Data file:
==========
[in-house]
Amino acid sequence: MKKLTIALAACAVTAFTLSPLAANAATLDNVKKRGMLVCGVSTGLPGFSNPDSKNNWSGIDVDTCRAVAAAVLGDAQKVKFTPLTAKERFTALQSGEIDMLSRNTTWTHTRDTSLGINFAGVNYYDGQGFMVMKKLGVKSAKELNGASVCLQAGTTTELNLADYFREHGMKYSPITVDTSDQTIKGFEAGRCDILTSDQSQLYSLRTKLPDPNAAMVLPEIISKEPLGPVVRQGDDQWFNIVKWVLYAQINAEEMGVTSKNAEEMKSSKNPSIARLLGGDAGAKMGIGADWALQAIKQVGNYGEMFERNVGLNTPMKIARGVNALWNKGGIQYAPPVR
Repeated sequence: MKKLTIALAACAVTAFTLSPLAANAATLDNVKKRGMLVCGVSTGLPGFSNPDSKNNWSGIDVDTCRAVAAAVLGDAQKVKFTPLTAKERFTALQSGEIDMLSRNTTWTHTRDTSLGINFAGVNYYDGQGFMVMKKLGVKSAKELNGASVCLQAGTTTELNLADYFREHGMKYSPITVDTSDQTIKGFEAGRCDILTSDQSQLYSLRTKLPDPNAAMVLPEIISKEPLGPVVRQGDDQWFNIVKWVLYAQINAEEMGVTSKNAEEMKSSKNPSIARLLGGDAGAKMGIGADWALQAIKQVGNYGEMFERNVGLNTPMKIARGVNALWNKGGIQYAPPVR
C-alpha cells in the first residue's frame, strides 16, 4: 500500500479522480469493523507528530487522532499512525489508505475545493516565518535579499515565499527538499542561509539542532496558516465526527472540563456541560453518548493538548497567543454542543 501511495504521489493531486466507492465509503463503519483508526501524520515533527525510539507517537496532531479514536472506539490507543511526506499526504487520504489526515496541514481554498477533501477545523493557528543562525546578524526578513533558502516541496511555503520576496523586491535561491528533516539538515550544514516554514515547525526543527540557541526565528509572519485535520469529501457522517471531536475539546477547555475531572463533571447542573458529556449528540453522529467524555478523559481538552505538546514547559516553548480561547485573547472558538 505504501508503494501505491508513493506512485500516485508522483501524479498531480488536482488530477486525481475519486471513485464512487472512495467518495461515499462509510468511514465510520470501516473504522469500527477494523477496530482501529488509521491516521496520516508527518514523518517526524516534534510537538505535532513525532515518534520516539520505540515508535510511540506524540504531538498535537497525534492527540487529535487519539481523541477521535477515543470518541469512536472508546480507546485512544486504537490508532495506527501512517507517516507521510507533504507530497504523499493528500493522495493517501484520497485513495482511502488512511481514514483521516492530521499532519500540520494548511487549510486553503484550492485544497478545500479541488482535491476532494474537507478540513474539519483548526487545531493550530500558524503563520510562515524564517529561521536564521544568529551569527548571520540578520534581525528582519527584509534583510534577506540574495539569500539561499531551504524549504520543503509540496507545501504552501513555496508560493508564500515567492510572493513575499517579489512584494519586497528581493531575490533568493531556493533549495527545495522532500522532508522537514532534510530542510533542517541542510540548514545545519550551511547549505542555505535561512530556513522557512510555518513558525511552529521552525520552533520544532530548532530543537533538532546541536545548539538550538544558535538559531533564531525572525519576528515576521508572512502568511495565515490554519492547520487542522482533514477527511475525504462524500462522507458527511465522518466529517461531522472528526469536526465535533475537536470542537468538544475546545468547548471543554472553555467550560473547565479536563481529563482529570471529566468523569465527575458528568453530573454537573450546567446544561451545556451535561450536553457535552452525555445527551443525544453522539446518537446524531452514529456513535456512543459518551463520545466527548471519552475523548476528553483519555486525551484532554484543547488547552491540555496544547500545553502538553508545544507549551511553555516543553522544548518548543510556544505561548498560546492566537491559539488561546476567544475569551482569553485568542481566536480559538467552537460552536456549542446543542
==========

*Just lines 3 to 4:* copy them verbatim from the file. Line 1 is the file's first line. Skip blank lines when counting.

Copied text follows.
Repeated sequence: MKKLTIALAACAVTAFTLSPLAANAATLDNVKKRGMLVCGVSTGLPGFSNPDSKNNWSGIDVDTCRAVAAAVLGDAQKVKFTPLTAKERFTALQSGEIDMLSRNTTWTHTRDTSLGINFAGVNYYDGQGFMVMKKLGVKSAKELNGASVCLQAGTTTELNLADYFREHGMKYSPITVDTSDQTIKGFEAGRCDILTSDQSQLYSLRTKLPDPNAAMVLPEIISKEPLGPVVRQGDDQWFNIVKWVLYAQINAEEMGVTSKNAEEMKSSKNPSIARLLGGDAGAKMGIGADWALQAIKQVGNYGEMFERNVGLNTPMKIARGVNALWNKGGIQYAPPVR
C-alpha cells in the first residue's frame, strides 16, 4: 500500500479522480469493523507528530487522532499512525489508505475545493516565518535579499515565499527538499542561509539542532496558516465526527472540563456541560453518548493538548497567543454542543 501511495504521489493531486466507492465509503463503519483508526501524520515533527525510539507517537496532531479514536472506539490507543511526506499526504487520504489526515496541514481554498477533501477545523493557528543562525546578524526578513533558502516541496511555503520576496523586491535561491528533516539538515550544514516554514515547525526543527540557541526565528509572519485535520469529501457522517471531536475539546477547555475531572463533571447542573458529556449528540453522529467524555478523559481538552505538546514547559516553548480561547485573547472558538 505504501508503494501505491508513493506512485500516485508522483501524479498531480488536482488530477486525481475519486471513485464512487472512495467518495461515499462509510468511514465510520470501516473504522469500527477494523477496530482501529488509521491516521496520516508527518514523518517526524516534534510537538505535532513525532515518534520516539520505540515508535510511540506524540504531538498535537497525534492527540487529535487519539481523541477521535477515543470518541469512536472508546480507546485512544486504537490508532495506527501512517507517516507521510507533504507530497504523499493528500493522495493517501484520497485513495482511502488512511481514514483521516492530521499532519500540520494548511487549510486553503484550492485544497478545500479541488482535491476532494474537507478540513474539519483548526487545531493550530500558524503563520510562515524564517529561521536564521544568529551569527548571520540578520534581525528582519527584509534583510534577506540574495539569500539561499531551504524549504520543503509540496507545501504552501513555496508560493508564500515567492510572493513575499517579489512584494519586497528581493531575490533568493531556493533549495527545495522532500522532508522537514532534510530542510533542517541542510540548514545545519550551511547549505542555505535561512530556513522557512510555518513558525511552529521552525520552533520544532530548532530543537533538532546541536545548539538550538544558535538559531533564531525572525519576528515576521508572512502568511495565515490554519492547520487542522482533514477527511475525504462524500462522507458527511465522518466529517461531522472528526469536526465535533475537536470542537468538544475546545468547548471543554472553555467550560473547565479536563481529563482529570471529566468523569465527575458528568453530573454537573450546567446544561451545556451535561450536553457535552452525555445527551443525544453522539446518537446524531452514529456513535456512543459518551463520545466527548471519552475523548476528553483519555486525551484532554484543547488547552491540555496544547500545553502538553508545544507549551511553555516543553522544548518548543510556544505561548498560546492566537491559539488561546476567544475569551482569553485568542481566536480559538467552537460552536456549542446543542